Landlords and medical marijuana

Do tenants with a pot card have the right to grow or use marijuana at their homes? The smell left by second-hand smoke may be the least of the landlord’s worries. Tenants with a grow, even one the Compassionate Use Act allows, may attract attention from people that landlords would rather not come to the house. More than one holder of a pot card has tried to use it to shield a commercial grow. Some of those may have consulted with a medical professional specifically to further their agricultural ambitions, but others simply could not resist the temptation to grow a little more than they needed.

Despite Proposition 215, a landlord may evict a tenant growing marijuana on the premises. The law only exempts card holders from prosecution under California law. It does not give them rights against anyone else. Tenants cannot grow against their landlord’s wishes.

Growing marijuana is still a crime under federal law, and a landlord may evict a tenant who uses the premises for an unlawful purpose.  Landlords knowing of, or turning a blind eye to, tenants’ marijuana cultivation are also committing a federal crime for which they face up to twenty years in prison. (Attorney General Eric Holder has announced that the Justice Department would generally not prosecute marijuana users complying with state law. Nonetheless, attorney’s ethical rules prohibit me from forecasting the likelihood of either prosecution or sentence.)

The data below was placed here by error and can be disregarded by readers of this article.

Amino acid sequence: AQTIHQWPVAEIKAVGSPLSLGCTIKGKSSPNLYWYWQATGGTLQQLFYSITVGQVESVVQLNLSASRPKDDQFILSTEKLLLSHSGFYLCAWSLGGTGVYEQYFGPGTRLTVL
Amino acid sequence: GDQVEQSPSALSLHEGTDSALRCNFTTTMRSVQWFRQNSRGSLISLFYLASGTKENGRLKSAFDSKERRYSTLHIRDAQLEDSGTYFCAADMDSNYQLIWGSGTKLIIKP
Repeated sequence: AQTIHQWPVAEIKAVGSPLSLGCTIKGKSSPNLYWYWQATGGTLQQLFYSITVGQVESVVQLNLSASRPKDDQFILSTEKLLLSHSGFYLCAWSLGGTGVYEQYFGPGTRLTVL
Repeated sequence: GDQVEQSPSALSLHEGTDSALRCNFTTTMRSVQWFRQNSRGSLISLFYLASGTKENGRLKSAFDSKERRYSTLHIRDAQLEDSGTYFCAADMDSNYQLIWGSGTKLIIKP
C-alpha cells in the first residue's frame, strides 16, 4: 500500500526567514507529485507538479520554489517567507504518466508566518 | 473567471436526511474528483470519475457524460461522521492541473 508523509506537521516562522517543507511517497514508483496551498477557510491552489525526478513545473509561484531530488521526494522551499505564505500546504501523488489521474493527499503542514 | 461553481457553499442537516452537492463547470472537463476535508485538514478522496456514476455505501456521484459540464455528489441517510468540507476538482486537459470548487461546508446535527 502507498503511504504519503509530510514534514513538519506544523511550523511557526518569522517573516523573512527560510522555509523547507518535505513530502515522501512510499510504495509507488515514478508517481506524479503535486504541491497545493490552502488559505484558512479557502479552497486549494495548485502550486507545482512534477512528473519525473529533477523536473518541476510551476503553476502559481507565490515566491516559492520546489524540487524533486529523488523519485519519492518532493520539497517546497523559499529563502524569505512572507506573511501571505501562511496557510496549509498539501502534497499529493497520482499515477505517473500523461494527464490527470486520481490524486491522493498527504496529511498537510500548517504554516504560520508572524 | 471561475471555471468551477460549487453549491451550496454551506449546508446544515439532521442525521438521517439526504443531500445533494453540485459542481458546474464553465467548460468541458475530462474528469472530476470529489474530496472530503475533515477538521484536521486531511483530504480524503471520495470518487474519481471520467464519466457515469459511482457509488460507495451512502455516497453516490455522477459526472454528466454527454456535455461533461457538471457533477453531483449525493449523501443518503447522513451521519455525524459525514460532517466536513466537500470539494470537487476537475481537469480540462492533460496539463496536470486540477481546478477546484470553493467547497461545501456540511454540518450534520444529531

What about tenants who merely use or possess marijuana, whether medically or recreationally? After all, possession of any amount of marijuana is itself a federal crime. Whether the landlord may evict depends on how much the tenant is smoking: how continuous it is and whether it threatens some interest the landlord has in the property. So occasional use of marijuana would not be grounds for eviction. More extensive use, which could damage to the building or give it a reputation as drug house, is a different matter.

Laws against  marijuana may well be stupid. But we have to live under the laws we have, not the ones we think would be better.

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